COB Ecumenical Officer meets with leaders of UMC agencies

As the new Ecumenical Officer for the Council of Bishops of The United Methodist Church, Bishop Sally Dyck met with several agency leaders on February 1 to talk with them about how they engage in ecumenical and interreligious ministry.  It became quickly apparent that Jesus’ mandate for unity among the followers of Christ is being lived out with vitality and enthusiasm across the denomination. 
Greg Bergquist and Amos Nascimento of the General Board of Higher Education and Ministry spoke of recent work with Candler School of Theology on an ecumenical document of best practices for worship during a time of pandemic.  They also spoke of a desire to improve Pan-Methodist and Pan-Wesleyan relationships in terms of global theological education.
Susan Henry Crowe, John Hill and Levi Bautista of the General Board of Church and Society spoke of the vital ecumenical work they do through the United Nations and through their work on peace and justice around the world.  They also spoke about the use of the United Methodist Building in Washington, DC being a hub of ecumenical and interreligious joint ministry.
Harriett Olson of the United Methodist Women (UMW) shared about their work with the United Nations as well, and of the ministry that takes place in the building in New York, providing coordination and collaboration with other faith-based groups.  She shared about their involvement with the World Federation of Methodist and Uniting Church Women and with other women’s groups in mainline denominations.  She also spoke of UMW’s deep involvement in the World Council of Churches (WCC) gender justice program.
Roland Fernandes, David Scott and David Wildman of the General Board of Global Ministries shared six areas in which they engage ecumenically and interreligiously.  Those areas include: the WCC, the ACT Alliance, global ministry with regional Christian conferences, US ministries with Church World Service and the National Council of Churches, a partnership with WesPath to pay attention to ecumenical justice in terms of finances, and their work with the United Nations.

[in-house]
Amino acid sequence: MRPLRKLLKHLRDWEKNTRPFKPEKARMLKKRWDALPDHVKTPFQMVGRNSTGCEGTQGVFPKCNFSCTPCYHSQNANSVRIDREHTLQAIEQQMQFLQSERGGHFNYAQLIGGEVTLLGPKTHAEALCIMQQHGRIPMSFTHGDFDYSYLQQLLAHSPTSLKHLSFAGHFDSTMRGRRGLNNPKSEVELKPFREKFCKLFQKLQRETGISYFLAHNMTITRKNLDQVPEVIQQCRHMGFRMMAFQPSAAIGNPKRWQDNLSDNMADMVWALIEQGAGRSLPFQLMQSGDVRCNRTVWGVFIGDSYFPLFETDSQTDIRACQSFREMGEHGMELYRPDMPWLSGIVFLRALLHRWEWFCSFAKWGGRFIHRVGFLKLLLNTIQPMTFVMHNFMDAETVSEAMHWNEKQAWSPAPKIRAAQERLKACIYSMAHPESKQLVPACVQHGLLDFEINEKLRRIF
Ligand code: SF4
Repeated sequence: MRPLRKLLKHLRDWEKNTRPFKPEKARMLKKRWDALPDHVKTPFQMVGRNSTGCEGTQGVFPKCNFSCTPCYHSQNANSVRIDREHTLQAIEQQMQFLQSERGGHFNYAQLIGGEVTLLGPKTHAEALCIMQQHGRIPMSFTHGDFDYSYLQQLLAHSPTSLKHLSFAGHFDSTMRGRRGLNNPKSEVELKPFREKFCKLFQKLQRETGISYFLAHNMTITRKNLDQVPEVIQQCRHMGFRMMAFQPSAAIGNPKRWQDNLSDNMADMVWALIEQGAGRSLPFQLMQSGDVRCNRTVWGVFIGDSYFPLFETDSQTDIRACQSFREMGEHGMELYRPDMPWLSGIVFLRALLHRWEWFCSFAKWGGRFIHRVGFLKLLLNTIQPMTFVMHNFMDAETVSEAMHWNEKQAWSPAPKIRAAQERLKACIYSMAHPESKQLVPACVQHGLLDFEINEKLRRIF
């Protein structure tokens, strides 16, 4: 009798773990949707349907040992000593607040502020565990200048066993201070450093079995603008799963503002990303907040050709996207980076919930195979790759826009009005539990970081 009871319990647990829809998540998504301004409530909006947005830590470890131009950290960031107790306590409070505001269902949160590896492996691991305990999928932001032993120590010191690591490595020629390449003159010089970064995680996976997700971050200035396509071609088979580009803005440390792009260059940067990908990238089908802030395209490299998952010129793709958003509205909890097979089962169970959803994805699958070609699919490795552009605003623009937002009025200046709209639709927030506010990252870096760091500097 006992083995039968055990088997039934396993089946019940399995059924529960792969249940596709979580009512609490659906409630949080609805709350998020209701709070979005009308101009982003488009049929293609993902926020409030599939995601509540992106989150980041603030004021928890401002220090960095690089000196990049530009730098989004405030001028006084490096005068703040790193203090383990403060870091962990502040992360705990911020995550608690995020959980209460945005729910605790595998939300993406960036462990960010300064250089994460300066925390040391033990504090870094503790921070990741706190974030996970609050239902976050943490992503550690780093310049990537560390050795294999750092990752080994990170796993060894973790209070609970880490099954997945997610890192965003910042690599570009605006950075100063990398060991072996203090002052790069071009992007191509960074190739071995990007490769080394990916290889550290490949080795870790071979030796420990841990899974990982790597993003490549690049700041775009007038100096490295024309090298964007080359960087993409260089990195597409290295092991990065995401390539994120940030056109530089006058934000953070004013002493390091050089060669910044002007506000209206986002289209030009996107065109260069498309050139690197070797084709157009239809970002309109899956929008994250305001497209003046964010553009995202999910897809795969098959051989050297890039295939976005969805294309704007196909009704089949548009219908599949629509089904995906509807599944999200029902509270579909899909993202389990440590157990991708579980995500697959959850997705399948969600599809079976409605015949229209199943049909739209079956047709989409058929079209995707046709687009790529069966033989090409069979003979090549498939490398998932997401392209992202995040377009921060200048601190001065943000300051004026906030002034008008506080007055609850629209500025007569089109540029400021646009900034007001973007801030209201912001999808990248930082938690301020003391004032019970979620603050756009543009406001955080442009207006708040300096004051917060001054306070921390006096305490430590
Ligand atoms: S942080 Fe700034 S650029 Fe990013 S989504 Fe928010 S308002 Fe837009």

Garlinda Burton of the General Commission on Religion and Race noted they are the only free-standing agency within the mainline denominations focusing solely on racial justice and relations.  They have lent leadership to ecumenical conversations on White Privilege and to the organization of the Rally to End Racism.  They hope to continue to be more involved and connected.
Gil Hanke of the United Methodist Men (UMM) was unable to attend the gathering but sent work about the UMM’s work with the Pan-Methodist men’s ministries.  Their goal is to bring real relationship with Christ to men of all faith communions.
This celebration comes at a time in the life of The United Methodist Church when financial cuts have been made to ecumenical and interreligious ministries and some might question their importance.  The ministries had been housed in their own agency, but the General Conference of 2012 voted to move the ministries under the oversight of the Council of Bishops.  In addition to the Ecumenical Officer, the staff now consists of two Ecumenical Staff Officers (one primarily focusing on bi-lateral relationships and the other on multi-lateral relationships), a part time Administrative Assistant, and the assistance of the rest of the bishops’ staff.  This staff group leads ministries such as UMEIT (United Methodist Ecumenical and Interreligious Training), formal connections with ecumenical and interreligious agencies and groups as mandated by the Discipline, administration of the Interdenominational Cooperation Fund, coordinating grants and scholarships, staffing bi-lateral dialogues and commissions with other Christian groups, theological discernment through the Committee on Faith and Order, and the creation of resources.
Bishop Dyck hopes to continue these ecumenical conversations and include additional leadership and additional ecumenical topics.

By  Jean Hawxhurst